Thursday, February 22, 2007

make me a drink, and don't ask questions!

last weekend i was at bar called the orbit room with a number of people. it was a unique experience and i thought i'd yelp about it, because there was both good and bad. here's my review:
interesting drinks, but slow service and what attitude! perhaps not the best place to go on a saturday night. they only had one bartender, and it was really busy. when my girlfriend finally got to order, she just specified the flavors we wanted, and after much effort the bartender produced a fantastic fruity rum drink (but not like punch) that i enjoyed sooo much.

this only took 20 minutes!

as for the attitude: another one of us really wanted a drink with orange and mint flavors, and he told the next friend who was going up to brave the long wait and get us a round. this gallant soul returned after 10 minutes with no drinks, telling us that the bartender needed a new order because he objected to the orange and mint combination. supposedly, it's just not done...

now, if you read other yelp reviews of the orbit room, you'll find that some people love it, and some people hate it. anyway, in my review i thought it was a bit ridiculous that the bartender wouldn't try to make something that sounded pretty reasonable (orange and mint). anyway, i received the message on yelp below with the subject "reconsider your thoughts":
well, obviously the bartenders are more knowledgeable at mixing drinks then the custoemrs. so you shouldnt be angry or upset because they wouldnt make the drink. they obviously are more aware of what flavors would go together better than the average drinker. and if you said the first drink was amazing then you shouldve just trust it instead of trying to purposely upset them. they are artists and shouldnt be treated this way and i hate when people say things unfairly about them making them look badly, because you canst get a drink likethe way they make it anywhere else!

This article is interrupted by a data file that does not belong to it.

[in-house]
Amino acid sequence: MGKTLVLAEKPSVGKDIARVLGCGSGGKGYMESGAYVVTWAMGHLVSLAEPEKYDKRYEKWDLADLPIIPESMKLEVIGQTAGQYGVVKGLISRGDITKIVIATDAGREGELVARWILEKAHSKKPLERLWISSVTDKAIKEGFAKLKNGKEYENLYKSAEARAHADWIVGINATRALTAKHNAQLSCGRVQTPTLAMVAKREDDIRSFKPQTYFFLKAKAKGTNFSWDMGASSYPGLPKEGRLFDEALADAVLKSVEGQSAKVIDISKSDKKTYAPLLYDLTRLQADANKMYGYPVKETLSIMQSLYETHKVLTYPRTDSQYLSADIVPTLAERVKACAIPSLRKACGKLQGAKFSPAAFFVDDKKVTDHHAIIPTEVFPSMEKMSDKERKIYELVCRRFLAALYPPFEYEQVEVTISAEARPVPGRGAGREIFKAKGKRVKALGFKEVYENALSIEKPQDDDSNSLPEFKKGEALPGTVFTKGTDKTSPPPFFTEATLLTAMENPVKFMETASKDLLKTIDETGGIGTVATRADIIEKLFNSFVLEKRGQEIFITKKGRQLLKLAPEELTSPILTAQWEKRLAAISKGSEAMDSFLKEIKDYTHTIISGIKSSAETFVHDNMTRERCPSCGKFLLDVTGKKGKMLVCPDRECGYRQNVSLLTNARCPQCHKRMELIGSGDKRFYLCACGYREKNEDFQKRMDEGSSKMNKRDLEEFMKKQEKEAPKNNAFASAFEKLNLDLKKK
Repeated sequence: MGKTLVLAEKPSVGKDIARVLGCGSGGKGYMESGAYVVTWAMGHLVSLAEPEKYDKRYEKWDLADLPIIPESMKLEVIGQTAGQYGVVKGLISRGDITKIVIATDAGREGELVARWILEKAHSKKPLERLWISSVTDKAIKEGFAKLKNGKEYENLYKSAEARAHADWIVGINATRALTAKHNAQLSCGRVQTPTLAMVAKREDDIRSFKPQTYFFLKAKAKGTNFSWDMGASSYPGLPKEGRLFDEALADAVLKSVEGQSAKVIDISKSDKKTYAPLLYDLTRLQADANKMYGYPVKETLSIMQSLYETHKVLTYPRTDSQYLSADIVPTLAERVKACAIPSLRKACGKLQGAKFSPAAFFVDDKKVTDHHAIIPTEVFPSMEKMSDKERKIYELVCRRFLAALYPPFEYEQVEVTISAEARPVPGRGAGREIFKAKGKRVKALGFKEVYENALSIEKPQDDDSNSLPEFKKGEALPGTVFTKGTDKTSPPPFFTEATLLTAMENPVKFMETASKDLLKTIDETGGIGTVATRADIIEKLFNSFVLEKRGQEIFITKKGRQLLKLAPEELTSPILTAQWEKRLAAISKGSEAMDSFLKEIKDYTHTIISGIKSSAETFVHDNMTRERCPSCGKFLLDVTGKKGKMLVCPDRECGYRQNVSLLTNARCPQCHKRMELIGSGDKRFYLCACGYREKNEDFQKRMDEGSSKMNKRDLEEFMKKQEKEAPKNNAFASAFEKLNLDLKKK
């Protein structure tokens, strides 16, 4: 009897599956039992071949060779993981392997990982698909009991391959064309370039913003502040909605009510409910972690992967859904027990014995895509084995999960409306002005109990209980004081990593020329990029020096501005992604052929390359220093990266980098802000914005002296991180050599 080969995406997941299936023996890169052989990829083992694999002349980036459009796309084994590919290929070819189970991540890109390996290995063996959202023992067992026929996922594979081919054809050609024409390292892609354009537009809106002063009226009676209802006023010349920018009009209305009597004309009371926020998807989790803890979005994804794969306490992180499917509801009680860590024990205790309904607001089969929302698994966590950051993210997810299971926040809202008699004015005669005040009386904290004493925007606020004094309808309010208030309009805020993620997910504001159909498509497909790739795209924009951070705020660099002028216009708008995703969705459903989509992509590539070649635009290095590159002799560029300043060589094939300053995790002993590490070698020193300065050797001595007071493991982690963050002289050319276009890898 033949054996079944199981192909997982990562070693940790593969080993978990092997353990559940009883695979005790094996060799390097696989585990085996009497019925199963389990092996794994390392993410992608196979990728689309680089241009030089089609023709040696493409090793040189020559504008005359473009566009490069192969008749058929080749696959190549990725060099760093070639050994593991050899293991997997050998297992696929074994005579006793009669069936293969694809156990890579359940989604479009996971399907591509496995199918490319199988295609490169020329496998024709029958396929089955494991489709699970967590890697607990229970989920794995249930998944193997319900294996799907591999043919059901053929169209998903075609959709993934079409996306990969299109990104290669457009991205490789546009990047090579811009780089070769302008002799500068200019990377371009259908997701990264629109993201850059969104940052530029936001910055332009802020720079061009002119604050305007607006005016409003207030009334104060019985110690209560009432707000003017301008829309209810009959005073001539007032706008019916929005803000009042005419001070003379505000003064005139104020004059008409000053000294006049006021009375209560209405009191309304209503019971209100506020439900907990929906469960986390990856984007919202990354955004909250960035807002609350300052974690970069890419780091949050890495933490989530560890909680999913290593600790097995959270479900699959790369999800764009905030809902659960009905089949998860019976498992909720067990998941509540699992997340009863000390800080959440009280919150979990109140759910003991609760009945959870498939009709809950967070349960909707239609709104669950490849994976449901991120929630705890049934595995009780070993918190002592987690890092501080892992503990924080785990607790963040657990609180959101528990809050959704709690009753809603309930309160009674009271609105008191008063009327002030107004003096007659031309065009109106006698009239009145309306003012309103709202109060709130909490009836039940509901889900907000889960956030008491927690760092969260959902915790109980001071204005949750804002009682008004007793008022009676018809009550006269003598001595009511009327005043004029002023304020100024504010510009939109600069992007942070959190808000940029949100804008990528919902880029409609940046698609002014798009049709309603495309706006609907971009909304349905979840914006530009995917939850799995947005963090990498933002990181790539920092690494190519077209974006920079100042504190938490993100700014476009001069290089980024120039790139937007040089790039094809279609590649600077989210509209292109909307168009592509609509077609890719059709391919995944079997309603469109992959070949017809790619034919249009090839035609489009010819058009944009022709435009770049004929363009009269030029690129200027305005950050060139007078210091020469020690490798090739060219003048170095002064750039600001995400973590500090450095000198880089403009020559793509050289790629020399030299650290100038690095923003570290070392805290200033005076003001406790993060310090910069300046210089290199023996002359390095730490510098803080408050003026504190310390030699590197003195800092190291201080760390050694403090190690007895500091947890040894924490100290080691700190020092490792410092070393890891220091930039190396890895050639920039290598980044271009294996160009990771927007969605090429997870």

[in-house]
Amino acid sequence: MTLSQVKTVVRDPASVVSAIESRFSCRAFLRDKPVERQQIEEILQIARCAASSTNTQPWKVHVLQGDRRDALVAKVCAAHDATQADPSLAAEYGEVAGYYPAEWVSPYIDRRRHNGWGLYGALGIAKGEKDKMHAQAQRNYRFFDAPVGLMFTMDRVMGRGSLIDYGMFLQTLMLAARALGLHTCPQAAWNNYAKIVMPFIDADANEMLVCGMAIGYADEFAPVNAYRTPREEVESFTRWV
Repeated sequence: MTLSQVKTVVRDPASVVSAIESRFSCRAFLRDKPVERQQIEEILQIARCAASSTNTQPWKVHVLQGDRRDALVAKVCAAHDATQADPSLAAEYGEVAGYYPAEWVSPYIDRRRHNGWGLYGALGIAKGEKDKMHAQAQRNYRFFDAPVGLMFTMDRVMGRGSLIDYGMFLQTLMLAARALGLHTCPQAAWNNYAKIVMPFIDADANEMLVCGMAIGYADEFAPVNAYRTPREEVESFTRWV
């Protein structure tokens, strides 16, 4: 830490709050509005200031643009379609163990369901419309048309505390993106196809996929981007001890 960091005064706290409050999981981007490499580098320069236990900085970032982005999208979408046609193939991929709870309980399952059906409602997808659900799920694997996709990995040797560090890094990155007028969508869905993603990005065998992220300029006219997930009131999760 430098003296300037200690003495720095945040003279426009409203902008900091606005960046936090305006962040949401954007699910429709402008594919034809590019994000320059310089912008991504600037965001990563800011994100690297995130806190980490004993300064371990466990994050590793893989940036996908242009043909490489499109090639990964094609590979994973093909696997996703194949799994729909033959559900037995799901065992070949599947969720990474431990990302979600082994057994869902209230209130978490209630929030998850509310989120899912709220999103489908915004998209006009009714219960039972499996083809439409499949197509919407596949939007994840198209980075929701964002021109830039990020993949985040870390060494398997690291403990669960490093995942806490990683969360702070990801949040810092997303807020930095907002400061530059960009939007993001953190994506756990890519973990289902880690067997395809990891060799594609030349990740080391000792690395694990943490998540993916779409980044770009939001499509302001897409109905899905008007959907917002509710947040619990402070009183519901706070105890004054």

my personal feeling is that the customer is almost always right, and unless they ask for something totally out in left field, the idea of rejecting a request is just bad, in a service industry. at least discuss it! i will say this: i never want to work in the service industry, if i can help it.

Tuesday, February 13, 2007

being respectful and bitterness

today i reached a classroom for one of my lectures a bit late. i looked in and it didn't look like my class. there was a woman with a name tag milling about outside so i asked her if this was my class. she said no, it had moved today because of a conference, hadn't our professor told us? i said no, and asked her where the class had moved. she mentioned the location (a location i had walked by on my way to class). i laughed and said "i guess i'm not going to class today. it's not worth it" and then i walked away.

as i'm walking away, the woman shouts in my direction "what a great student you are. i'm sure you'll make an excellent professor one day."

i look back at this woman like she's insane, but say nothing.

bitter administrators. i've encountered quite a few of them while at graduate school. this woman knows nothing about my class or me, and she has the audacity to loudly offer her sarcastic opinion, when it is not asked for. my comments were in no way antagonistic towards her, in fact i didn't even address her when i said i wasn't going to attend class... in reality, i decided not to go to class because (a) our professor is irresponsible enough not to provide us with this information, giving some indication that he doesn't care too much about our time or class experience (he can easily send email to all registered students). (b) the lectures aren't that great to begin with (mostly regurgitations of the textbook), and i usually find my mind drifting to other topics, so the idea of having to walk yet farther to go to a potentially useless lecture is not very appealing. i could get other things done. she knew none of this, but decided that her comments were worth voicing.